“Teaching Development: Support for Teachers,” Ensign, Apr. 1995, 76–77
Although she’d served a mission and taught freshman English at Brigham Young University for a couple of years, Lori Raymond felt ill prepared when she was called to serve as the teacher development coordinator in the Timpview First Ward, Orem Utah Timpview Stake.
The position, which replaced all in-service teachers in the ward, was created when new instructions came from Church headquarters on teacher development in 1993.
“I wasn’t really sure what I was supposed to do,” Sister Raymond recalls. But following directions she found in a Church bulletin titled “Instructions for Priesthood and Auxiliary Leaders on Teacher Development” (January 1993) and using material from the Church publications Teaching—No Greater Call (33043) and Teaching Guidebook (34595), Lori jumped in.
Under the direction of her bishop, she holds a quarterly training meeting for teachers of all ward organizations and teaches the ward’s Teacher Development Basic Course. She also attends ward council meetings. Those responsibilities are outlined in the instructions for teacher development. In addition, Sister Raymond writes a monthly article for her ward newsletter, regularly visits classes in the ward to observe and assist the teachers, and continues to encourage attendance at the quarterly training meeting.
“I’m only now seeing the potential and responsibilities of this calling,” she says. “There is so much that can be done. It’s exciting as I study the scriptures, pray, read the manuals, and prepare to help teachers meet their challenges as well as I can.”
In January 1993 the Church asked bishops and branch presidents to call a ward teacher development coordinator and introduce quarterly training meetings (see Ensign, June 1993, p. 75). This coordinator would replace all auxiliary and priesthood in-service teachers and meetings. The purpose behind the new calling and the teacher development program was to—
“1. Help members teach the gospel effectively.
“2. Continually train and support priesthood and auxiliary teachers” (“Instructions for Priesthood and Auxiliary Leaders on Teacher Development,” p. 1).
Under the direction of ward or branch priesthood leadership, the teacher development program consists of the Teacher Development Basic Course, ongoing teacher training, and support for the teachers. Suggestions for meeting these responsibilities are provided in the instructions sent out to local Church leaders.
As a result, stake leaders in the Columbus Ohio North Stake are in the process of strengthening their program. “This is the ideal way to improve teaching,” observes Gerald Prince, the high councilor assigned to oversee teaching in the stake. “It’s a much more hands-on experience. We’re encouraging our ward teaching coordinators to meet with the presidencies of the organizations right now, to get a feel for what is needed. We’re also encouraging our coordinators to visit classes to give ideas and demonstrations for and perhaps with the teacher.”
One of the challenges some leaders face in some localities of the Church, Brother Prince says, is finding people to fill the position of teacher development coordinator. “This is an important calling,” he noted. “If we are able to call a strong person as the coordinator, he or she can train others. Teaching is really the core of successful learning. We need teachers who are constantly learning and growing so the students can be learning and growing too.”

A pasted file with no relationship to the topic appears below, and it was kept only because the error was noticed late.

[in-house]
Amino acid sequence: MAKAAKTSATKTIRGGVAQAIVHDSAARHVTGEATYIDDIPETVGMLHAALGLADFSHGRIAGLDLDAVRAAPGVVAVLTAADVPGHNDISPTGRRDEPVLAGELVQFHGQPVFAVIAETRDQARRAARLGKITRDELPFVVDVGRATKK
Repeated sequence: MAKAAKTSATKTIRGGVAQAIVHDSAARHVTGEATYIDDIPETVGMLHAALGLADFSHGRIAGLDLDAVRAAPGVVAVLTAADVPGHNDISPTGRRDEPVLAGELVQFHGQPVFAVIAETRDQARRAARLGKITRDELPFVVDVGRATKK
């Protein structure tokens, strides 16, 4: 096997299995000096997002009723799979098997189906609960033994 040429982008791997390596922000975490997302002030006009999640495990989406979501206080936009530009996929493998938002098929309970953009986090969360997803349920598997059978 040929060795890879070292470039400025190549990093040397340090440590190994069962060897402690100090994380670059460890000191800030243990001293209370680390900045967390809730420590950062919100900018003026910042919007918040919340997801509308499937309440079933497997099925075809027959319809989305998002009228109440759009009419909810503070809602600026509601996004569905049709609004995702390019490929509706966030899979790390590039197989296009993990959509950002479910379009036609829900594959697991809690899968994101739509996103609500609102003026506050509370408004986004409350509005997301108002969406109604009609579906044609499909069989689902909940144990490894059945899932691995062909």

In the West Jordan Utah Stake, President Greg Downs echoes those same sentiments. “It’s so important,” he says, “that our Church teachers allow students to get into the scriptures in the classroom, to feel of the Spirit, to experiment upon the word.”
Stake leaders in the West Jordan stake began by holding training meetings for the teacher development leaders. “We encouraged the teachers to use the scriptures and follow the Spirit rather than just lecturing and talking. We taught them how to involve the students more.” Teaching coordinators were also asked to read several addresses by General Authorities on teaching.
“Then we turned responsibility for the programs over to the bishops,” President Downs continues. “Our teaching coordinators attend ward council meeting, so teaching is a regular part of the monthly agenda.”
And it’s working. Several months ago Sherrie Martin, a teaching coordinator in the stake, began the Teaching Development Basic Course. “I was teaching a lesson on being self-reliant,” she explains. “At first I was tempted to just tell the teachers everything they needed to know. But then I remembered some of our earlier training.”
Sister Martin divided the class into groups. One group was assigned to read a scripture story and outline the gospel principles taught. Another group organized a Primary Sharing Time using scriptures and the Church magazines. A third group was given a list of scriptures and asked to draw upon personal experiences comparable to those found in the scriptures. The last group was assigned to find scriptures on journal keeping. “Of course, they discovered that there weren’t any scriptures on keeping journals,” Sister Martin says. “But they found lots of scriptures on record keeping.”
There are difficulties, of course. Attendance at ward training meetings seems to be a challenge in most wards and branches. Some teachers are more open to help and direction than others. Moves and changes in ward and stake organizations mean that there are always new teachers facing new students.
“But the key is to persevere,” notes Sister Raymond. “It’s taken almost a year, but I’m seeing a difference. Our teachers are starting to feel like I’m on their team, and they are sharing their challenges and insights with me. I look forward to the future and the potential that comes with this calling.”